P r e s e n t e r s
Tamara Podemski is an actor/singer/songwriter born and raised in Toronto. For the past 15 years she has worked professionally in film, television, stage, and in the recording studio. She is a graduate of the Claude Watson School for Performing Arts where she studied theatre, dance, and music. As an actor, Tamara has starred in Dance Me Outside, Ready or Not, The Rez, North of 60, Exhibit A, Johnny Greyeyes, and the Broadway musical Rent.
As a singer/songwriter, Tamara has released two albums in the Ojibway language, Spirit Nation and Spirit Voices, and also founded the music distribution company Mukwa Music. She is currently recording her third album, the first in English, which will be released in April 2004.
Tamara danced in Santee Smith’s KAHA:WI, with a run at both Premiere Dance Theatre in Toronto and the National Arts Centre in Ottawa. Away from the world of performing, Tamara divides her time between studying in her fourth year at the University of Toronto and teaching singing and dancing at the Centre for Indigenous Theatre.
David Ruben Piqtoukun
David Ruben Piqtoukun is Inuit from Paulatuk, NWT. He was introduced to stone carving by his brother, Abraham Anghik, in 1972 and continued his training at the New World Jade company in Vancouver. Since 1974, his work has been represented in seven solo exhibitions and nearly forty group exhibitions across Canada and around the world, including Germany, Italy, and Russia.
David’s sculptures often depict the wisdom and rituals of the Inuit. The themes in his work reflect the artist’s disparate Inuit identity: rural /urban, individual/communal. Cross-cultural communication is a major goal of his work. He’s given workshops on sculpture in the Ivory Coast, Mexico, and the Dominican Republic.
Stone, metal, and bronze are the main media for his sculptures, which are found in collections and museums from Greenland to China. His work has been featured in dozens of magazines, journals, and books and he is asked to speak at conferences and symposiums around the world. He is currently working on an exhibition of his work that will travel internationally.
Rosalie Favell is a Metis photographer and print artist originally from Winnipeg. Rosalie received her M.F.A. from the University of New Mexico, Albuquerque and her Bachelor of Applied Arts in Photographic Arts from the Ryerson Polytechnic Institute in Toronto. She has an extensive record of exhibitions, critical reviews, and awards dating from 1985. She has held many solo exhibitions since 1993 at galleries across Canada including her most recent show at the Winnipeg Art Gallery in the summer of 2003. Her work is also held by more than half a dozen public collections across Canada. Rosalie has participated in group exhibitions in Canada, the United States, Germany, Scotland, and Taiwan and is a recipient of numerous awards from visual arts funding bodies that include the Canada Council, the Manitoba Arts Council, the Ontario Arts Council, the National Aboriginal Achievement Foundation, the City of Winnipeg, and the Canadian Native Arts Foundation. Rosalie is currently teaching photography and visual culture at Algoma University College in Sault Ste. Marie.
Kateri Akiwenzie-Damm is an Anishnaabe writer, publisher, and artist from the Chippewas of Nawash First Nation in Ontario. Kateri’s poetry has been published in the collection my heart is a stray bullet as well as in chapbooks, anthologies, journals, and magazines in Canada, U.S., Aotearoa/New Zealand, Australia, and Germany. She has written radio plays and recorded a CD of spoken word poetry with music by indigenous collaborators. She has edited arts magazines, an anthology of international Indigenous writers, and in 1993, she established Kegedonce Press, an Aboriginal publishing house committed to supporting and promoting indigenous writers across Canada and around the world.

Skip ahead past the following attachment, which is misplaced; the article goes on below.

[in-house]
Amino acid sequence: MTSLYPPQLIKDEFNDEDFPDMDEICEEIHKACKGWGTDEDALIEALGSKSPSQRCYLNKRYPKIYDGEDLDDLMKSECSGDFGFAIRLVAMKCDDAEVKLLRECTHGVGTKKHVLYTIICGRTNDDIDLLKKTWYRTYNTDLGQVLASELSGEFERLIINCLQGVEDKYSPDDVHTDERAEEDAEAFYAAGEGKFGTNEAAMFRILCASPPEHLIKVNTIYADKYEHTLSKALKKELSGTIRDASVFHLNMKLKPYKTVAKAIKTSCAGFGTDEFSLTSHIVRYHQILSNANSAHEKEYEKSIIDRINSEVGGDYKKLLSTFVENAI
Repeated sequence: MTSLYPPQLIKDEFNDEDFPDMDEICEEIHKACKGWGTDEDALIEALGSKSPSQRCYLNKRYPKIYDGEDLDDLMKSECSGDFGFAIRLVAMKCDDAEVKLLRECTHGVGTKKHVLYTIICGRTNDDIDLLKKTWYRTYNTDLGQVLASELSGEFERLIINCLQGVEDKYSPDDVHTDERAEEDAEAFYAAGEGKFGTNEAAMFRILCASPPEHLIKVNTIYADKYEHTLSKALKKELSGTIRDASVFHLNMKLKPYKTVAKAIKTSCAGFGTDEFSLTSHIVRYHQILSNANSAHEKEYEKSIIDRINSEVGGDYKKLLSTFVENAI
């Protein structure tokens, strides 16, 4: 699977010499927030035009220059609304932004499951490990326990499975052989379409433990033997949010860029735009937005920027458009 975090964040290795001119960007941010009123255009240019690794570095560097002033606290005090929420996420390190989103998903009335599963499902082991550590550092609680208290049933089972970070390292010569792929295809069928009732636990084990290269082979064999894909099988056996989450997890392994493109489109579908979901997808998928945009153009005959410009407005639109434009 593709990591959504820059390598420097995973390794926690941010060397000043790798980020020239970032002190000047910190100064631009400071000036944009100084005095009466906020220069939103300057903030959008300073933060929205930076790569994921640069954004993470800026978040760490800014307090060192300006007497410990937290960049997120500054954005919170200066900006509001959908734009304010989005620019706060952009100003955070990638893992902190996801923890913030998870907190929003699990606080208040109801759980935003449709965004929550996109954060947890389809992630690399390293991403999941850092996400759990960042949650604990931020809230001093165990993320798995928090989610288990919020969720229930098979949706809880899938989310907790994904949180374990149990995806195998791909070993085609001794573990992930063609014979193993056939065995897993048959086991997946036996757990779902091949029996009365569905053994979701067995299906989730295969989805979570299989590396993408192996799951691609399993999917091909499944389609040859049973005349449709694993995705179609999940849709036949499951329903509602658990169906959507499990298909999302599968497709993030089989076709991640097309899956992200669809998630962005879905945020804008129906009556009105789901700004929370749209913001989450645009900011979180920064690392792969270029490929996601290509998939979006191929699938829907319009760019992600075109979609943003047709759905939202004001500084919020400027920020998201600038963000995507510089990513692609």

Kateri is the driving force behind Honouring Words: International Indigenous Authors Celebration Tour, and she coordinated the inaugural tour in Canada in October 2002. She is currently working on a collection of short stories, as well as a book of poetry, and working on various multidisciplinary and publishing projects through her two companies, Nishin Productions: Indigenous Performing Arts and Kegedonce Press.
Darrell Dennis is an actor/comedian/writer who hails from the Shuswap Nation of British Columbia. He is best known for his roles in such television series as Northwood and The Rez, and as the slap-happy host of APTN’s Bingo and a Movie. He has also starred in many plays, including Drew Hayden Taylor’s Only Drunks and Children Tell the Truth, Toronto at Dreamer’s Rock, and ALTERnatives. After two years with the Second City National Touring Company, Darrell co-founded the comedy troupe, Tonto’s Nephews, an all-Aboriginal group of actors specializing in sketch-comedy and improvisation.
Darrell has had two plays produced by Native Earth Performing Arts (Trickster of Third Avenue East and Tales of an Urban Indian) and also wrote the short film Moccasin Flats, which was featured at the Sundance Film festival, the Toronto International film Festival, and the ImagineNATIVE Film Festival.
He recently completed a tour of his one-man show, Tales, and has returned to his regular life, studying at the University of Toronto, where he is on full scholarship completing a double-major Honours B.A. in Aboriginal Studies and English Literature. During his down time, he can be found writing the newest episodes for the second season of Moccasin Flats, which will air on APTN and Showcase Television this year.
A presentation of the New Sun Chair in Aboriginal Art and Culture
with the support of the Dean of Arts and Social Sciences and the New Sun Fund
administered by the Community Foundation of Ottawa, plus the generosity of private donors